Look for products made with the purest form of vitamin C, l-ascorbic acid (it can be natural or synthetic — Dr. Idriss says there is no proven difference in biological activity between those two forms). In the a.m., consider using a hybrid sunscreen-vitamin C, like Rodial® Vitamin C SPF 30 Moisturizer ($95). For the evening, we like combining a few shakes of True Botanicals® Vitamin C Booster powder ($90) with a luxurious moisturizer that’s brimming with natural plant extracts and the added antioxidant power of vitamin E. We’re addicted to the silky feel and glow-bestowing powers of M.S SkincareTM IllumeTM Radiance Enhancing Moisturizer ($88).
There’s no argument as to the necessity of sunscreen in everyone’s daily skin routine. There is, however, some debate as to when to apply it in said regimen. According to Dr. Lain, there’s not yet a concrete answer as to when SPF is most effective. “Data on this topic is extremely limited,” he says. “Applying it first under makeup or moisturizer may alter or dilute the sunscreen properties and protection. Applying it [as the last step] may do the same thing.”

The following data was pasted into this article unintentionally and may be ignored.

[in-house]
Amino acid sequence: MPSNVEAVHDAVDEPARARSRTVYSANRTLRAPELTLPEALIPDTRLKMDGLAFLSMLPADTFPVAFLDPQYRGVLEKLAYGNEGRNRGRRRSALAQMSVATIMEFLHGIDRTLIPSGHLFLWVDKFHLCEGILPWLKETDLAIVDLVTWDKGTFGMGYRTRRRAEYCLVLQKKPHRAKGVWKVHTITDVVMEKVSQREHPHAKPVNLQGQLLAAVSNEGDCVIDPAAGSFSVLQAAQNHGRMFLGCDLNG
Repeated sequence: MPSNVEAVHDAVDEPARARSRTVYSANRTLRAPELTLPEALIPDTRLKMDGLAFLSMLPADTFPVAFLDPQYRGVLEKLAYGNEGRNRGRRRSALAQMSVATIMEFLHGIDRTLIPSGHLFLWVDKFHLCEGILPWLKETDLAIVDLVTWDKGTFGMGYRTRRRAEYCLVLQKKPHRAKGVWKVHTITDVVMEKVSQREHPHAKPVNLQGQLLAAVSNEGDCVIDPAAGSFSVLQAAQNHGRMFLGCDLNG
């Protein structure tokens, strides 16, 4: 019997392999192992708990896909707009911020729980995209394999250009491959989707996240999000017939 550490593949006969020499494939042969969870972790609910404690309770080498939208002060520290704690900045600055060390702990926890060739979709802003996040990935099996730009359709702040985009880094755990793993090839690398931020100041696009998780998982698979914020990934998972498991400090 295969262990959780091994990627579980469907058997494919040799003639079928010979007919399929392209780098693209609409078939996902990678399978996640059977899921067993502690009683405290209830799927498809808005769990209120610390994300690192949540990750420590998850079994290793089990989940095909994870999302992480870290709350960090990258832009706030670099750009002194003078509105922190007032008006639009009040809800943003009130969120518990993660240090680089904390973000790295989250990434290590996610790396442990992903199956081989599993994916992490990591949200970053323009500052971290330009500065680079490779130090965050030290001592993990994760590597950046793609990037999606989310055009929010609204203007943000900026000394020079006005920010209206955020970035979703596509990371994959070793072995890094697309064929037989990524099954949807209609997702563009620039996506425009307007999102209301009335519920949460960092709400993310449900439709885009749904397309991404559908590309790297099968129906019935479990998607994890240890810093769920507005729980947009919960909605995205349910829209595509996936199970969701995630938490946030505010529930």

That said, from his personal experience, there is an order that he prefers and advises that his patients follow. “I have come to the conclusion that perhaps the most logical order of application is to apply sunscreen first, wait five to 10 minutes for it to absorb, and then apply other skincare or makeup.”
The exception to that rule, he says, is serums. “These would need to be applied before, but allowed to absorb for at least five minutes prior to applying the sunscreen.” This holds especially true for a vitamin C serum, which needs to be the first thing on the skin in order to aid in fighting DNA damage from the sun. Our current favorite is Skin Design LondonTM Vitamin C The Superstar Serum Antioxidant Glow ($125). The lightweight, silky, and powerful liquid lives up its name with two forms of vitamin C, plus ferulic acid, brightening Indian gooseberry, and hydrating ginseng root extract.
If piling on the products seems overwhelming, an easy way to get your SPF and skincare benefits is to simply choose a hybrid product. Dr. Lain recommends La Roche-Posay® Anthelios® AOX Antioxidant Serum SPF 50 ($43), a lightweight non-greasy serum enriched with an antioxidant complex that features vitamins C and E.
Regardless of when you apply, there is one major thing to keep in mind: make sure you are applying enough. Many people tend to use too little, which can lead to inadequate protection. Says Dr. Lain, “I often need to remind my patients that in order to experience the protection listed on the sunscreen bottle, an average adult needs to apply an ounce, or shot glass-full amount, to exposed skin.” For the face, you should be applying a nickel-sized squirt of SPF for adequate UVA/UVB defense